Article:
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Re: Let's go.........RANDOM!

Postby xander » Fri Oct 04, 2013 6:39 pm

Xocrates wrote:That lies extremely close to the line between reasonable and highly naive. However without knowing the American system, it's hard for me to decide.

It could be argued that any student who expects anything else is being rather naive.

Xocrates wrote:- It assumes the only disruption contact hours cause is their duration. If you have a bad schedule (as I usually do) attending contact time can easily take out several hours of your time every week.

One mitigating factor is that UNR is a residential campus, i.e. there are dorms, and many students live in them. There are students who must commute, but they are largely outliers in a university setting. And I would point out that many professionals who work a 9-5 have an hour long commute in each direction, so a 40 hours per week job undercounts many hours, too.

Xocrates wrote:- It assumes minimal time for changing topics. One of the major problems I have with college, and one of the main reasons I feel I'm not learning, is the inability to focus due to requiring to shift between vastly different topics several times every week. Doing coursework already requires a fair amount of revision, but when you're not even allowed to focus on a particular topic? I sure hope you're all damn good teachers.

I don't mean this in a disparaging manner at all, but have you considered the possibility that you have a learning disability? Yeah, taking several different topics in a term requires shifting gears quite a lot, and it can be a problem, but the amount of hardship that you are claiming is unusual. There are some learning disability that can be effectively treated with drugs, therapy, or other accommodations. I had a student over the summer who seemed to have pretty bad dyslexia, but had never been diagnosed. I sent her to the folk on campus who arrange for accommodations, she got a diagnosis, she was taught some compensating techniques, and was given a quiet time and place to take exams. She went from a low D student to a B student in a month.

In a more general context, I might advise that you take fewer courses each term and/or move to an institution on a trimester or quarter calendar rather than a semester calendar. The classes go by faster, so the workload is more intensely focused into fewer topics.

Xocrates wrote:- It disregards any problems planning that may be out of the student control. This is particularly bad with group works, which most of my work is. Ever tried planning for 3 different groups, all with different elements, different abilities, different schedules, with different courses, some with jobs (not to mention personal lives)? I have on many occasions ended up with far more work than I was supposed to because I couldn't (and occasionally, because I could).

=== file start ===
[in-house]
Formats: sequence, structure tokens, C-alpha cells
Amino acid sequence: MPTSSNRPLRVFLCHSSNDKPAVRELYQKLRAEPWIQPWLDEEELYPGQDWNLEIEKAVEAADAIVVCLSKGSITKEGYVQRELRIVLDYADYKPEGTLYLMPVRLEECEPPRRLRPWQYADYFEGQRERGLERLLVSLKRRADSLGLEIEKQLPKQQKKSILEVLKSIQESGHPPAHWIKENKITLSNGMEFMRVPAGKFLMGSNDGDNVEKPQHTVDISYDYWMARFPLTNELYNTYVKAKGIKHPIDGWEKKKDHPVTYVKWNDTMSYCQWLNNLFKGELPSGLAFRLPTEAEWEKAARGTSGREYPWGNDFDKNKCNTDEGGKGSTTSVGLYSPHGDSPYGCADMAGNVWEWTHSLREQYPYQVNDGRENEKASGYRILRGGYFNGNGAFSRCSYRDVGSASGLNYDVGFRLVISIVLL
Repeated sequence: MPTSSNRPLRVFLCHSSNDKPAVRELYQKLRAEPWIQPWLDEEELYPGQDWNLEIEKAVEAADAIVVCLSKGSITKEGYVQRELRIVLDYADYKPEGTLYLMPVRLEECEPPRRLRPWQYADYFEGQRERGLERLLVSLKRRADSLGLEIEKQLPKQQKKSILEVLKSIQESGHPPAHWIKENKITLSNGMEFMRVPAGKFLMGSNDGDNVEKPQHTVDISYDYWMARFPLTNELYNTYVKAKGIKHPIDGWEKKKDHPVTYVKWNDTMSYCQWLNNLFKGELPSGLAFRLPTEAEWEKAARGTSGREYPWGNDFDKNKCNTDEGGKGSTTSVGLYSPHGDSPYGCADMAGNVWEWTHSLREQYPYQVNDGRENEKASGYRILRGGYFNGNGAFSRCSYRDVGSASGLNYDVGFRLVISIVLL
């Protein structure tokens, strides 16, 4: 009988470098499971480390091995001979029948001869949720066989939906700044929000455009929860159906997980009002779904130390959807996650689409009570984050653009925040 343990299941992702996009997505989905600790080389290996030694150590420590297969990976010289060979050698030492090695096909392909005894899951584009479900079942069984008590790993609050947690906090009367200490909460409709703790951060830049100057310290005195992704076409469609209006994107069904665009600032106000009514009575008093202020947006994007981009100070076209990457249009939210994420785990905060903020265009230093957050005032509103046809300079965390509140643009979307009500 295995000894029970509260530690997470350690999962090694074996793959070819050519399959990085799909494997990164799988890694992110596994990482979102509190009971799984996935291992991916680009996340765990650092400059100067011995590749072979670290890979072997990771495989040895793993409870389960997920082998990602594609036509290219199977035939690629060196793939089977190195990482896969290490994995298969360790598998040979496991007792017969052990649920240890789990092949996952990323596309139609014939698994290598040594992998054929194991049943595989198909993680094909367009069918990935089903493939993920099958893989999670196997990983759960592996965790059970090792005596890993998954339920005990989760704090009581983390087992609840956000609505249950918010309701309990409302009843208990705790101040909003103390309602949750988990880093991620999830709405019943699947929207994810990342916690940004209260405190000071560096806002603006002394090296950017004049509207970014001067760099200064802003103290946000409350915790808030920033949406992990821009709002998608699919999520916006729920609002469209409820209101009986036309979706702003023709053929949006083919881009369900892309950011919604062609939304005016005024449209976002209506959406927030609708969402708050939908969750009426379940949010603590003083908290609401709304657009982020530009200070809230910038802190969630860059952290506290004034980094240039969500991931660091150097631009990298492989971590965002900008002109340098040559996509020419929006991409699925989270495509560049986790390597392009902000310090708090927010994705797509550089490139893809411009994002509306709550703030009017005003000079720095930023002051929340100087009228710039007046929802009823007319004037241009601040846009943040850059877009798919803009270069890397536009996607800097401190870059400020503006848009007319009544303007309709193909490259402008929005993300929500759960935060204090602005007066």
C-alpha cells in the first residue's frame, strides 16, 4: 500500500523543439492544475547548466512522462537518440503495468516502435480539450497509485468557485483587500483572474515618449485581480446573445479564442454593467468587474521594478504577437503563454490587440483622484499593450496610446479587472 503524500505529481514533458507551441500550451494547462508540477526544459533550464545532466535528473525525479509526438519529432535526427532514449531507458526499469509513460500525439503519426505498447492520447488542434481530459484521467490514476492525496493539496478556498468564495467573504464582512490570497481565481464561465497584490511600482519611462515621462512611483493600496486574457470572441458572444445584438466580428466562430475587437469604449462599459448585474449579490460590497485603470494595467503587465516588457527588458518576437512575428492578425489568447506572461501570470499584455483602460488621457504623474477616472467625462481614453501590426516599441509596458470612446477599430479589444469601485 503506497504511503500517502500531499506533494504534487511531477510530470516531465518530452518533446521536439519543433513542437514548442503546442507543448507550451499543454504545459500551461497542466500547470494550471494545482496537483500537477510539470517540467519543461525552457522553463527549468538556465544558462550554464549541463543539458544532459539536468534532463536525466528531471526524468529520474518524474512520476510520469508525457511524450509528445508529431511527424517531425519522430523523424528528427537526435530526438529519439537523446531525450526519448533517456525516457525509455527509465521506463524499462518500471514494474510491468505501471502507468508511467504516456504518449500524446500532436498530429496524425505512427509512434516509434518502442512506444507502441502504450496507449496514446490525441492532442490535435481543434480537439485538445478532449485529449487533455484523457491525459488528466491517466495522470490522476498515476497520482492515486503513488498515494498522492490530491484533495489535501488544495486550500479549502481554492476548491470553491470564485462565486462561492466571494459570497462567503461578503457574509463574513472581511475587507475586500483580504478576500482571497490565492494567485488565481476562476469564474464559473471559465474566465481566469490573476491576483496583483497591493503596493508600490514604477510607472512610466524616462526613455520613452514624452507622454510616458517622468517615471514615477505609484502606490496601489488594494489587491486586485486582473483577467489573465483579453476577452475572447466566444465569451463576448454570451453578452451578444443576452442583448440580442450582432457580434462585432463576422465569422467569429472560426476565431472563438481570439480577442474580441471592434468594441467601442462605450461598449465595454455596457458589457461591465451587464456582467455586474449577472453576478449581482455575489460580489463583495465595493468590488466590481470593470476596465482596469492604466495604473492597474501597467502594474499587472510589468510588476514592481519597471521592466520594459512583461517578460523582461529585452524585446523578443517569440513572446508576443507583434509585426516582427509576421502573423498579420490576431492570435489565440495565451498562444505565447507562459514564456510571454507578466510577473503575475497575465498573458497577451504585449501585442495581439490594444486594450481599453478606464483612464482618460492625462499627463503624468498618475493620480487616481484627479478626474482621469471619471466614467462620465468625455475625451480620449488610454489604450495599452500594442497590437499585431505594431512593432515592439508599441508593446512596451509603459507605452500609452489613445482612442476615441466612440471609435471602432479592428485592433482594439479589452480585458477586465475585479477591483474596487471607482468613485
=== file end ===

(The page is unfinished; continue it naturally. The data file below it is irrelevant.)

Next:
I don't mean to sound cruel, but I have little sympathy (except in the case of group work, which I never assign). I am very clear at the beginning that I expect my students to spend 6-9 hours outside of class every week working on the material that we cover in class that week. I provide a syllabus that includes a schedule of assignments and exams. Yes, I expect a lot from my students (as do all university instructors), but I am upfront about it. I hope that others are, as well. It is the responsibility of students to determine whether or not they have the time to meet the requirements of the class.

I should also point out that things like jobs, other courses, and personal lives are certainly not out of a student's control (though the jobs, courses, and personal lives of others certainly are). Being a student requires a certain amount of sacrifice. It really should be thought of as a full-time job. Finally, my comment about universities being about research and not teaching was not really a joke. If you want people to teach you, there are community colleges in the US for that (I don't know what the European equivalent might be). University students are expected to learn primarily on their own, with some guidance from faculty.

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Re: Let's go.........RANDOM!

Postby Xocrates » Fri Oct 04, 2013 7:57 pm

xander wrote:It could be argued that any student who expects anything else is being rather naive.

College isn't a 9 to 5, and I wouldn't expect it to be treated as a 9 to 5. The problem isn't the amount of work, it's how it's handled.

For what is worth, I've held actual jobs in the past, and I've never found them to be nearly as intensive or as stressful.

xander wrote: There are students who must commute, but they are largely outliers in a university setting.

I intentionally left out commute, though I forgot to mention it (though in portugal, that's the norm, not the outliers).

I have/had multiple classes that are scheduled in such a way that prevent any significant amount of productive work either before or immediately after them. This is not to say it can't be done, but generally that time is litlle more than dead weight.

xander wrote:I don't mean this in a disparaging manner at all, but have you considered the possibility that you have a learning disability? Yeah, taking several different topics in a term requires shifting gears quite a lot, and it can be a problem, but the amount of hardship that you are claiming is unusual.